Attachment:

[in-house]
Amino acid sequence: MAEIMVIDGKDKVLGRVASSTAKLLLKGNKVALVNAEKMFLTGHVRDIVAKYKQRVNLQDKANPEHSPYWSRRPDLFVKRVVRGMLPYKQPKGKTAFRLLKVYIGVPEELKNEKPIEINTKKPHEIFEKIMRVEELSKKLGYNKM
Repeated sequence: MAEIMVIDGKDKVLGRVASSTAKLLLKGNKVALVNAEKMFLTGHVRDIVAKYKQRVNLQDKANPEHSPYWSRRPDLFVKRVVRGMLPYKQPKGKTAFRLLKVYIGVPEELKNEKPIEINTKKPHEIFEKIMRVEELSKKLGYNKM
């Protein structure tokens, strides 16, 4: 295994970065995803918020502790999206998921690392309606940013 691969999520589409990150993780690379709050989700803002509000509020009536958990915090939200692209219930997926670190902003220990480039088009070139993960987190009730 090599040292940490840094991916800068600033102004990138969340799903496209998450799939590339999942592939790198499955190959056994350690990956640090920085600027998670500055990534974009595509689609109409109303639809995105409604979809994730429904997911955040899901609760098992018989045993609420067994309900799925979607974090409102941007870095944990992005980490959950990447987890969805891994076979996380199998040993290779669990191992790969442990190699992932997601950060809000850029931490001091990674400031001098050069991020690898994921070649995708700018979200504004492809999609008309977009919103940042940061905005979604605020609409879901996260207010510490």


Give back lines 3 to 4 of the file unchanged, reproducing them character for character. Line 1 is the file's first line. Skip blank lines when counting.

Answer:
Repeated sequence: MAEIMVIDGKDKVLGRVASSTAKLLLKGNKVALVNAEKMFLTGHVRDIVAKYKQRVNLQDKANPEHSPYWSRRPDLFVKRVVRGMLPYKQPKGKTAFRLLKVYIGVPEELKNEKPIEINTKKPHEIFEKIMRVEELSKKLGYNKM
């Protein structure tokens, strides 16, 4: 295994970065995803918020502790999206998921690392309606940013 691969999520589409990150993780690379709050989700803002509000509020009536958990915090939200692209219930997926670190902003220990480039088009070139993960987190009730 090599040292940490840094991916800068600033102004990138969340799903496209998450799939590339999942592939790198499955190959056994350690990956640090920085600027998670500055990534974009595509689609109409109303639809995105409604979809994730429904997911955040899901609760098992018989045993609420067994309900799925979607974090409102941007870095944990992005980490959950990447987890969805891994076979996380199998040993290779669990191992790969442990190699992932997601950060809000850029931490001091990674400031001098050069991020690898994921070649995708700018979200504004492809999609008309977009919103940042940061905005979604605020609409879901996260207010510490």